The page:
Newsweek's Scores

  • Movies
For 895 reviews, this publication has graded:
  • 60% higher than the average critic
  • 3% same as the average critic
  • 37% lower than the average critic
On average, this publication grades 6.9 points higher than other critics. (0-100 point scale)
Average Movie review score: 68
Highest review score: 100 The Manchurian Candidate
Lowest review score: 0 Down to You
Score distribution:
  1. Negative: 67 out of 895
895 movie reviews
  1. Everything in Rounders is right there on the surface. Watching it is about as exciting as playing poker with all the cards face up. [14 Sept 1998]
    • Newsweek
  2. Sarah Thorp’s lazy script lurches from the lame to the ludicrous.
    • 42 Metascore
    • 30 Critic Score
    It's just a standard, mediocre horror flick that wants to be taken seriously. The creators missed the point entirely: even teenagers know that there's no audience for this type of film anymore.
  3. A lumbering, self-important three-hour melodrama that defies credibility at every turn.
    • Newsweek
    • 61 Metascore
    • 30 Critic Score
    Once the film devolves into teary hospital scenes and courtroom shtik, you might pine for Thelma and Louise's daring road to oblivion. [20 Feb 1995, Pg.72]
    • Newsweek
  4. Screenwriter Akiva Goldsman has written quips, not characters and Joel Schumacher still seems miscast as a Bat-action director: he stages the mayhem confusingly and the comedy too broadly.
  5. Bad, but not criminally so.
  6. Trying for a tone somewhere between an art film, an absurdist comedy, a horror movie and an old Saturday-matinee serial, he's made a handsome, cripplingly self-conscious thriller that's devoid of any real thrills. [3 Feb. 1992, p.65]
    • Newsweek
    • 36 Metascore
    • 30 Critic Score
    Rapidly veers towards tired 80's territory rather than offering anything new and fresh.
  7. This echo of the WWII internment of Japanese-Americans is the only new gimmick in Edward Zwick's entry in the cliche- terrorist genre.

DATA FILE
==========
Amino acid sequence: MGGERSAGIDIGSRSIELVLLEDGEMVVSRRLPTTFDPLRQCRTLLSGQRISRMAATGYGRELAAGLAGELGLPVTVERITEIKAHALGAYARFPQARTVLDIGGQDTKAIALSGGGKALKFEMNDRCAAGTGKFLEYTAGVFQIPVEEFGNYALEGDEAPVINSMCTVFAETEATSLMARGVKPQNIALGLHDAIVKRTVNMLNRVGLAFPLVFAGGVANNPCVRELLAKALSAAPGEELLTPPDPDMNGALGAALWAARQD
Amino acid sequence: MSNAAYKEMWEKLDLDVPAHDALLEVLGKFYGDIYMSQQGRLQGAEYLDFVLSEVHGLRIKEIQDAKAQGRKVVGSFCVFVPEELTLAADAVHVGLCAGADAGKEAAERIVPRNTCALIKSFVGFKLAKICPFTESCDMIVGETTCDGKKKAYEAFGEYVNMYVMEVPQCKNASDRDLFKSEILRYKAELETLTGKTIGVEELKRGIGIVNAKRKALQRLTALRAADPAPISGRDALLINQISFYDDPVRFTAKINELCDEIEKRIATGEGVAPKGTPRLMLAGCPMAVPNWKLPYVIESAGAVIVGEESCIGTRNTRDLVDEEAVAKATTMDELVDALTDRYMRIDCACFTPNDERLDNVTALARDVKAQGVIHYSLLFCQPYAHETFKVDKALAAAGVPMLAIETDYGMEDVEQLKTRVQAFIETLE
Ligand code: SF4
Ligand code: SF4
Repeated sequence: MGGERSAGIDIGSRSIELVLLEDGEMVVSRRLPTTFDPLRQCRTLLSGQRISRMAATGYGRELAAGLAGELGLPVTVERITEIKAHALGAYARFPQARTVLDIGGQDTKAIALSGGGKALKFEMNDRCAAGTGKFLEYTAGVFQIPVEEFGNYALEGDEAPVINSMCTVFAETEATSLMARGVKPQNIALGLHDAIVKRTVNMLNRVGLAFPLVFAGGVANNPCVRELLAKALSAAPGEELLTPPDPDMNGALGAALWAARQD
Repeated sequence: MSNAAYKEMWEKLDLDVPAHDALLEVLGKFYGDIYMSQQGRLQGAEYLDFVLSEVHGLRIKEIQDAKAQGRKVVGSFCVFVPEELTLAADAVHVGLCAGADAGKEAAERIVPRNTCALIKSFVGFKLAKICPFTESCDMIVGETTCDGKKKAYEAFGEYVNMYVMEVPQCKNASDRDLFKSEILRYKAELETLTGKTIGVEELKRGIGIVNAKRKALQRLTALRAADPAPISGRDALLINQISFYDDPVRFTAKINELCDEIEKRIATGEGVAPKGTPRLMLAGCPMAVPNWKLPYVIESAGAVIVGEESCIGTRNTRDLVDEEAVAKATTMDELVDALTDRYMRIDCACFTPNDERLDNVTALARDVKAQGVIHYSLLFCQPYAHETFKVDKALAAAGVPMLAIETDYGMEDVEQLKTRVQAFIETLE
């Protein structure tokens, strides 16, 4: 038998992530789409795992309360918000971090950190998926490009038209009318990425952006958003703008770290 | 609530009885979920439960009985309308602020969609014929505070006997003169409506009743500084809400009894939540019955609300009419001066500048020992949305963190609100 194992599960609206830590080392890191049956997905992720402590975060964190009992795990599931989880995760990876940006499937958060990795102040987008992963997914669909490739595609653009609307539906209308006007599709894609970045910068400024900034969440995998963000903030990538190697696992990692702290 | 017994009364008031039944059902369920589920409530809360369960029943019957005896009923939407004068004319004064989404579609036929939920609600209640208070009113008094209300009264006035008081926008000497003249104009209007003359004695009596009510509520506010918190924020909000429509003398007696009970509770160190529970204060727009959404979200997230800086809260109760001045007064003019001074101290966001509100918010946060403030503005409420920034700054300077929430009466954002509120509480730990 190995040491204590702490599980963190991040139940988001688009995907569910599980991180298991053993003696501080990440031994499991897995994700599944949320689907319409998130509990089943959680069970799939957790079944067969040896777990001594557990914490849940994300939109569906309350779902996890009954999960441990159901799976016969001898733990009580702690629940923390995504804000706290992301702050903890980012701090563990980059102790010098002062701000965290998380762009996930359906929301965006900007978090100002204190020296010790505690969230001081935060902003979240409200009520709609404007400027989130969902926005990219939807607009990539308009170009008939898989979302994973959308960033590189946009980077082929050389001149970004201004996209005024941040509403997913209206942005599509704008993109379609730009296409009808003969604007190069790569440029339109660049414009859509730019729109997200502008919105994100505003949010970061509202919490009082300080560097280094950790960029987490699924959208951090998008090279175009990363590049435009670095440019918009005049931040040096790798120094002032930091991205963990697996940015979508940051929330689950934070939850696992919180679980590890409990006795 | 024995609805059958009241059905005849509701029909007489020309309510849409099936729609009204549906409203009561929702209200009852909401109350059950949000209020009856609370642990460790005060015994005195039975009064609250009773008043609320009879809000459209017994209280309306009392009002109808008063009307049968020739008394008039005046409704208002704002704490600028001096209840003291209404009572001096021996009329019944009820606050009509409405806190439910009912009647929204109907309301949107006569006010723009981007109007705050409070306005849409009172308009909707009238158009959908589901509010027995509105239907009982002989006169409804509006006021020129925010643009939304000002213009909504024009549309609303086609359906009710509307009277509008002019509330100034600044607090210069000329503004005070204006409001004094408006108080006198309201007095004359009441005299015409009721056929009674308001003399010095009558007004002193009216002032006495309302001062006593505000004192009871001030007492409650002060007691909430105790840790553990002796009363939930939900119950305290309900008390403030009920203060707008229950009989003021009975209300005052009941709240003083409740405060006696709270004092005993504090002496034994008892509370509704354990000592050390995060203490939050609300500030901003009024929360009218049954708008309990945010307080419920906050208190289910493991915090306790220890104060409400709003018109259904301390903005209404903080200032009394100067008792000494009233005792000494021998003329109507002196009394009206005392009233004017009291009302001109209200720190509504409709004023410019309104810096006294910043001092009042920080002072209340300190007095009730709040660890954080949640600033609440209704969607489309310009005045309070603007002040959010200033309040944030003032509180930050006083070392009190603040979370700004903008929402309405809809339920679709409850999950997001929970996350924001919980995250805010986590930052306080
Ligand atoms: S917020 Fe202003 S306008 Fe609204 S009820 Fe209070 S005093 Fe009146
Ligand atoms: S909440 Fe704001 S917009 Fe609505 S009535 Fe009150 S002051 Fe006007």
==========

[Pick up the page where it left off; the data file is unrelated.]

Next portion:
• 51 Metascore
    • 30 Critic Score
    An empty videogame of a movie about interplanetary pest control.
  8. This is a farfetched premise, and the movie pays a price for it.
    • Newsweek
  9. The special effects are definitely the best thing about this curiously bland disasterthon.
  10. Cameron Diaz, Christina Applegate and Selma Blair are asked to humiliate themselves many times over in The Sweetest Thing, and they do it with such game good spirits that they ought to get the actor’s equivalent of a Purple Heart.
    • Newsweek
  11. As adroit and charming as Witherspoon is--and she gives it her all--she cannot rise above the embarrassingly broad, witless material.
  12. All shots and no scenes, which is nice for a picture book but deadly for drama.
    • 68 Metascore
    • 30 Critic Score
    The film suffers dearly because of the two underwritten, emotionally unavailable characters at the film's center and when all is revealed at an amateur dance contest, the music — and the modicum of tension the movie has created — dies.
  13. So bland and un-lived in you want to pour Tabasco all over the screen.
    • 28 Metascore
    • 20 Critic Score
    Everyone in the film is either annoying or unpleasant.
    • Newsweek
    • 34 Metascore
    • 20 Critic Score
    A "croc" of nonsense.
    • 37 Metascore
    • 20 Critic Score
    The foreboding, dark camera-work is effective in setting the mood for this sinister, eye- popping, frequently ridiculous thriller.
  14. What was a ragged but often hilarious charmer has been genetically altered into a deafening and desperate mutant.
  15. I staggered out of this shameless, interminable movie feeling as if I'd been force-fed a ton of mealy, artificially sweetened baby food.
    • Newsweek
    • 28 Metascore
    • 20 Critic Score
    Save yourself from this mess.
    • 30 Metascore
    • 20 Critic Score
    Unfortunately, the strong ensemble cast is not able to hold together this often wayward and meandering story.
  16. Hampered by a silly plot and flat script.
    • Newsweek
  17. A tired, confused romantic comedy/noir thriller with all the suspense of an infomercial. Buy the poster; skip the movie.
    • Newsweek
  18. The creepy subtext of his (Sandler's) behavior is something this crude, mirthless comedy tries not to notice.
  19. If this is what Hollywood considers serious, important filmmaking, maybe the movie industry should stick to the low road.
    • Newsweek
  20. Screenwriter Ropelewski piles one silly plot contrivance upon another, and the characters start behaving like nitwits.

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